Oakland, California (CNN) -- "What is it like to bury both of my kids?" Dinyal New's voice trails off, unable to continue.
She sits in the same pew of her church, listening to the same pastor on the same subject -- the loss of a child.
Her two boys, Lee and Lamar, were shot to death, 19 days apart, young victims of Oakland, California's relentless street violence.
With a population of nearly 400,000, Oakland has long been known as a Bay Area pocket of urban violence. Its proximity to drug corridors and high poverty are fertile breeding grounds for gang violence.
Nearby San Francisco and Silicon Valley are routinely named "Most Innovative Cities in America," yet Oakland makes it on very different lists with one of the highest gang homicide rates and robbery levels in the country.
Last year, Oakland police touted a 28% drop in murders, the biggest reduction in homicides since 2004. After two years of rising death tolls, Oakland's police chief credited the drop in homicides -- from 131 in 2012 to 90 in 2013 -- to the city's violence reduction strategy which targets the most violent gangs.
But because of Oakland's size, its reduced homicide rate still makes it one of the most dangerous cities in the country, with a murder every four days.
New's youngest son, Lee Weathersby III, died on January 1, Oakland's first murder of 2014. A gunman approached the 13-year-old on New Year's Eve as he walked home from the Boys and Girls Club, and shot him 28 times.
Teachers, family members and others who knew him best say Lee wasn't in a gang. The eighth grader loved to play drums in band. Neighbors said Lee was a good boy. He stayed at home playing video games or hung out at the Boys and Girls Club, while his single mother worked as a social worker.
It's unclear why Lee was targeted.
Surveillance video turned over to Oakland police shows him walking down the street, his youth apparent in his gait. He was walking home from the bus stop. Usually he called his mom to pick him up, but his cell phone battery had died. On the video, his mother says you can see a gunman approach, carrying a semi-automatic rifle.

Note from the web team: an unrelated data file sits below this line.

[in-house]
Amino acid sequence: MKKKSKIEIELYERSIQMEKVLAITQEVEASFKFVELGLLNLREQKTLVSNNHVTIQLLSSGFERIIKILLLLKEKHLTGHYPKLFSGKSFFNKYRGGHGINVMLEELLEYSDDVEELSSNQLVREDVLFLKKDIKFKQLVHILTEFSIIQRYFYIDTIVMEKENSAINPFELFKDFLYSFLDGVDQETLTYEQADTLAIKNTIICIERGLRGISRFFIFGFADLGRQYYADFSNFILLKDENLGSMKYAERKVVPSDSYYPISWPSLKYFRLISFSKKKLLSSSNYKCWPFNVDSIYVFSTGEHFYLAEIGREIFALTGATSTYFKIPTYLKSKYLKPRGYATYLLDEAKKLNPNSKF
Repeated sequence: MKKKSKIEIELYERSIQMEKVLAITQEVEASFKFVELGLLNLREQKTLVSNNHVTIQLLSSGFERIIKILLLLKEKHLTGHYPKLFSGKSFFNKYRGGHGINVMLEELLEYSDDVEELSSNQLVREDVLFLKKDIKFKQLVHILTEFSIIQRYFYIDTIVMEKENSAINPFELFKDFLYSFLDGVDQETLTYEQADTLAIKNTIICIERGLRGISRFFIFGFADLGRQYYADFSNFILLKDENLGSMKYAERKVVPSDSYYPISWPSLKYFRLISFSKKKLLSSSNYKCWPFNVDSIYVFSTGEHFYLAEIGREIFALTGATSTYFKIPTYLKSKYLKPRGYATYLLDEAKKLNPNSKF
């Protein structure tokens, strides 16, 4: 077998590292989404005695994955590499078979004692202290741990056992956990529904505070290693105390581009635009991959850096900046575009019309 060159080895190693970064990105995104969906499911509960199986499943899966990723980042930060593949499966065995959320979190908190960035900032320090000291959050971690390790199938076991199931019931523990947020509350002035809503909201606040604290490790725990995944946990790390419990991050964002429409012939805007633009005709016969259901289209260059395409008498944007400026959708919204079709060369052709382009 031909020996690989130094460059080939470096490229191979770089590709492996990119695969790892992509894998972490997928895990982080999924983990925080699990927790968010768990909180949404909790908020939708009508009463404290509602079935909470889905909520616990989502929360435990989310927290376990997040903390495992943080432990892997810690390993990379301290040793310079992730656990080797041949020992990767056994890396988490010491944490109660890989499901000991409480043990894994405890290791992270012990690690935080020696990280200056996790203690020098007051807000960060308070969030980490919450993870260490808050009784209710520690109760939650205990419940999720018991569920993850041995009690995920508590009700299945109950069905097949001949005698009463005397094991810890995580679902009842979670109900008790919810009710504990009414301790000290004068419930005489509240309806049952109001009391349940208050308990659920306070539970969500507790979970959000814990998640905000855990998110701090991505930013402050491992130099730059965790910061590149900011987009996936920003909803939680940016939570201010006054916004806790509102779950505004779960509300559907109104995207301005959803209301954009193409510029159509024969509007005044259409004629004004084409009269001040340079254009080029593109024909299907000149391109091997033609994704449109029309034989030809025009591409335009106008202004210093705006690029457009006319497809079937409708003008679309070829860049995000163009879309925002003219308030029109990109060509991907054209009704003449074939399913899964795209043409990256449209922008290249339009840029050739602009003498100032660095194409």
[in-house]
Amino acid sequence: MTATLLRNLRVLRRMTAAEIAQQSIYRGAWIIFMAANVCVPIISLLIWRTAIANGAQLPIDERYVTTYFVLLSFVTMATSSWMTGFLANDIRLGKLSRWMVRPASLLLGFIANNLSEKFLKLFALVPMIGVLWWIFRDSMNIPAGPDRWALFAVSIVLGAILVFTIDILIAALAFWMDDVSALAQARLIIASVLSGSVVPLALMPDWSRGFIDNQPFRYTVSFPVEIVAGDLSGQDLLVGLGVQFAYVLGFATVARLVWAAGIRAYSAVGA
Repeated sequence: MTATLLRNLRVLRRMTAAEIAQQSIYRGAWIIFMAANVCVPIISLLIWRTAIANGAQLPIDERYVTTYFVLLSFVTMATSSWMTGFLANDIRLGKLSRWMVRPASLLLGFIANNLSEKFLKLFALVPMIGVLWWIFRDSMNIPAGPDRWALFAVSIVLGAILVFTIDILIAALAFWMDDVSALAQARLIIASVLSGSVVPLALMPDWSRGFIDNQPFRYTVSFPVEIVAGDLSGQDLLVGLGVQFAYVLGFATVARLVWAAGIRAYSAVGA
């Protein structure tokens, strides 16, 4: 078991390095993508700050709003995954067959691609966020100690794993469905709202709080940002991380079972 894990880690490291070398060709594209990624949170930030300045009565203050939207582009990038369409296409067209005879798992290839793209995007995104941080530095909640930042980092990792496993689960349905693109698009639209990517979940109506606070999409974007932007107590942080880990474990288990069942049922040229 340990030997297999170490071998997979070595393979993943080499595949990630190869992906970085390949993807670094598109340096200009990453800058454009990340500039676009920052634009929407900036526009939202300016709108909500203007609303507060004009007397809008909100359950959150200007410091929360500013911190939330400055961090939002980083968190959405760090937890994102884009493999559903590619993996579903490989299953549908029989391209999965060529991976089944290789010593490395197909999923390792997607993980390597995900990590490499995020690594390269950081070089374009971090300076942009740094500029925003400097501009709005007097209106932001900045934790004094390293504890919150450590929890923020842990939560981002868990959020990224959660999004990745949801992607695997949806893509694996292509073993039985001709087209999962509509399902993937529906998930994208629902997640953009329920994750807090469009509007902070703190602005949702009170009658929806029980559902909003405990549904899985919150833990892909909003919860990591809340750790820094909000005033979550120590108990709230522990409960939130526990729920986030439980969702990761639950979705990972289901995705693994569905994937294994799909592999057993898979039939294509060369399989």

Dinyal New was at home, watching local news of the aftermath of another shooting in her neighborhood. The report showed video of a gurney being loaded into an ambulance, with the on-screen graphic, "Teen shot."
She'd seen it hundreds of times -- just another kid shot in Oakland.
Hours later, she rushed to the hospital with her oldest son Lamar where she was called to identify Lee's body. She looked up at a television in the waiting room and saw the local news report again.
This time it hit her: it was Lee in that news report, his body being loaded into the ambulance.
"Thirteen years old. Just a baby, just a baby."
Another son gunned down
Lamar Broussard had started straightening out his life after occasional run-ins with the law, including a stint in juvenile detention. The 19-year-old had been taking classes at the local community college.
He was close to his younger brother, Lee -- so close that the two still slept together in the same bed.
After Lee's death, Dinyal New worried about Lamar. Her youngest son, who was never in trouble, had clearly been a target. Was it a message to Lamar?
Fearing for her older son's safety, New asked Lamar to leave Oakland. But with the bravado of youth, Lamar convinced his mother he was safe.
After losing Lee, New wanted to get back into a routine, back to her career as a case worker for the homeless, but says she was exhausted by her grief.
Then, three days after Lee's funeral, on January 19, she asked Lamar to run an errand for her, to pay her cell phone bill. He was two blocks from home when friends started calling her phone.
There had been gunfire in the neighborhood, they told her.
New ran towards the corner, and spotted the yellow police tape.
"I see my son's car shot up. And I just broke down crying." She couldn't approach the car. She could see from 20 yards away what had happened.
"The suspect stood on top of the car and just shot into the car. Just shot into the car."